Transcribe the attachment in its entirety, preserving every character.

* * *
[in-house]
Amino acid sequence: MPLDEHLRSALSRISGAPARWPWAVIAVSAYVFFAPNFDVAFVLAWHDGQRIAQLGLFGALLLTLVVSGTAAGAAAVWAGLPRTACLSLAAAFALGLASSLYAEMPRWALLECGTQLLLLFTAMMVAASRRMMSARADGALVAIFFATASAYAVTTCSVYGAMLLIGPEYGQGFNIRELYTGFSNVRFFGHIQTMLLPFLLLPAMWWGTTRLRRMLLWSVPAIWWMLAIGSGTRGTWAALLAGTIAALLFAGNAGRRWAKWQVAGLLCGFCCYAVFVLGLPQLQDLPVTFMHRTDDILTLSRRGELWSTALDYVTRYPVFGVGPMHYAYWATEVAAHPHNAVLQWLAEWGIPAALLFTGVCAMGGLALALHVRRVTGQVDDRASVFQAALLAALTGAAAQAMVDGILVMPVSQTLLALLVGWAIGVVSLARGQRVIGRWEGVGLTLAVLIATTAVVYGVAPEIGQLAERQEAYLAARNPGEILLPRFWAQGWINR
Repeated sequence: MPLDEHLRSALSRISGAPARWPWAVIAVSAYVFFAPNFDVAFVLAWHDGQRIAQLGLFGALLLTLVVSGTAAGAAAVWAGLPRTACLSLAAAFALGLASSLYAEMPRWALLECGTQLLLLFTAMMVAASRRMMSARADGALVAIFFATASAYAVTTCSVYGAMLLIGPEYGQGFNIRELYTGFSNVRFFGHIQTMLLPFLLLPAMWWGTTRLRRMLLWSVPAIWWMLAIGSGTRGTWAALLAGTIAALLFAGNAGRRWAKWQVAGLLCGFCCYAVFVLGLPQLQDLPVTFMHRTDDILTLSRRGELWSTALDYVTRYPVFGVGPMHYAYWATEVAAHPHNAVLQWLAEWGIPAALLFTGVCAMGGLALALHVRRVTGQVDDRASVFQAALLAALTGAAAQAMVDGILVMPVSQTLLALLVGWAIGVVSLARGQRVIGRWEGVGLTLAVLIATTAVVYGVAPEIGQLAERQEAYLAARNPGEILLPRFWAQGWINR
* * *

[in-house]
Amino acid sequence: MPLDEHLRSALSRISGAPARWPWAVIAVSAYVFFAPNFDVAFVLAWHDGQRIAQLGLFGALLLTLVVSGTAAGAAAVWAGLPRTACLSLAAAFALGLASSLYAEMPRWALLECGTQLLLLFTAMMVAASRRMMSARADGALVAIFFATASAYAVTTCSVYGAMLLIGPEYGQGFNIRELYTGFSNVRFFGHIQTMLLPFLLLPAMWWGTTRLRRMLLWSVPAIWWMLAIGSGTRGTWAALLAGTIAALLFAGNAGRRWAKWQVAGLLCGFCCYAVFVLGLPQLQDLPVTFMHRTDDILTLSRRGELWSTALDYVTRYPVFGVGPMHYAYWATEVAAHPHNAVLQWLAEWGIPAALLFTGVCAMGGLALALHVRRVTGQVDDRASVFQAALLAALTGAAAQAMVDGILVMPVSQTLLALLVGWAIGVVSLARGQRVIGRWEGVGLTLAVLIATTAVVYGVAPEIGQLAERQEAYLAARNPGEILLPRFWAQGWINR
Repeated sequence: MPLDEHLRSALSRISGAPARWPWAVIAVSAYVFFAPNFDVAFVLAWHDGQRIAQLGLFGALLLTLVVSGTAAGAAAVWAGLPRTACLSLAAAFALGLASSLYAEMPRWALLECGTQLLLLFTAMMVAASRRMMSARADGALVAIFFATASAYAVTTCSVYGAMLLIGPEYGQGFNIRELYTGFSNVRFFGHIQTMLLPFLLLPAMWWGTTRLRRMLLWSVPAIWWMLAIGSGTRGTWAALLAGTIAALLFAGNAGRRWAKWQVAGLLCGFCCYAVFVLGLPQLQDLPVTFMHRTDDILTLSRRGELWSTALDYVTRYPVFGVGPMHYAYWATEVAAHPHNAVLQWLAEWGIPAALLFTGVCAMGGLALALHVRRVTGQVDDRASVFQAALLAALTGAAAQAMVDGILVMPVSQTLLALLVGWAIGVVSLARGQRVIGRWEGVGLTLAVLIATTAVVYGVAPEIGQLAERQEAYLAARNPGEILLPRFWAQGWINR